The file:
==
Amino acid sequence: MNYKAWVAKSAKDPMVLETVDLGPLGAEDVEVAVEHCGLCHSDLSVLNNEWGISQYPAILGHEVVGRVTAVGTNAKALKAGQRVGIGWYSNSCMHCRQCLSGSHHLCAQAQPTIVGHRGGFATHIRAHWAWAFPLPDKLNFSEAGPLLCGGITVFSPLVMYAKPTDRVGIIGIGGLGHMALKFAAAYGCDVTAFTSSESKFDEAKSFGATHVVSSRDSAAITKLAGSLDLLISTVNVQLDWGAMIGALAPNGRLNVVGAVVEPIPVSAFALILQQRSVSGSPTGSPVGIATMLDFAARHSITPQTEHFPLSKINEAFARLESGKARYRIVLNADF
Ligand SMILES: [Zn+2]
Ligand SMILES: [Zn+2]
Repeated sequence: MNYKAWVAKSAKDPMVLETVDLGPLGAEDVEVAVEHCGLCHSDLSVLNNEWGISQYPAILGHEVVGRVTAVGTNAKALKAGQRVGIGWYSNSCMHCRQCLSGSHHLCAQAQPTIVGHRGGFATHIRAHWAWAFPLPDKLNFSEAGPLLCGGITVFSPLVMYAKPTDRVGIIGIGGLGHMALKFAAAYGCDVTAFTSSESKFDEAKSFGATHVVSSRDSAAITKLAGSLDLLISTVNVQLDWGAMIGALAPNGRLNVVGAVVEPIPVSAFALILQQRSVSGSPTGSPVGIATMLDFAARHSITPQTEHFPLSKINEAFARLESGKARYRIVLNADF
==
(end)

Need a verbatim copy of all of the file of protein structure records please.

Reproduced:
Amino acid sequence: MNYKAWVAKSAKDPMVLETVDLGPLGAEDVEVAVEHCGLCHSDLSVLNNEWGISQYPAILGHEVVGRVTAVGTNAKALKAGQRVGIGWYSNSCMHCRQCLSGSHHLCAQAQPTIVGHRGGFATHIRAHWAWAFPLPDKLNFSEAGPLLCGGITVFSPLVMYAKPTDRVGIIGIGGLGHMALKFAAAYGCDVTAFTSSESKFDEAKSFGATHVVSSRDSAAITKLAGSLDLLISTVNVQLDWGAMIGALAPNGRLNVVGAVVEPIPVSAFALILQQRSVSGSPTGSPVGIATMLDFAARHSITPQTEHFPLSKINEAFARLESGKARYRIVLNADF
Ligand SMILES: [Zn+2]
Ligand SMILES: [Zn+2]
Repeated sequence: MNYKAWVAKSAKDPMVLETVDLGPLGAEDVEVAVEHCGLCHSDLSVLNNEWGISQYPAILGHEVVGRVTAVGTNAKALKAGQRVGIGWYSNSCMHCRQCLSGSHHLCAQAQPTIVGHRGGFATHIRAHWAWAFPLPDKLNFSEAGPLLCGGITVFSPLVMYAKPTDRVGIIGIGGLGHMALKFAAAYGCDVTAFTSSESKFDEAKSFGATHVVSSRDSAAITKLAGSLDLLISTVNVQLDWGAMIGALAPNGRLNVVGAVVEPIPVSAFALILQQRSVSGSPTGSPVGIATMLDFAARHSITPQTEHFPLSKINEAFARLESGKARYRIVLNADF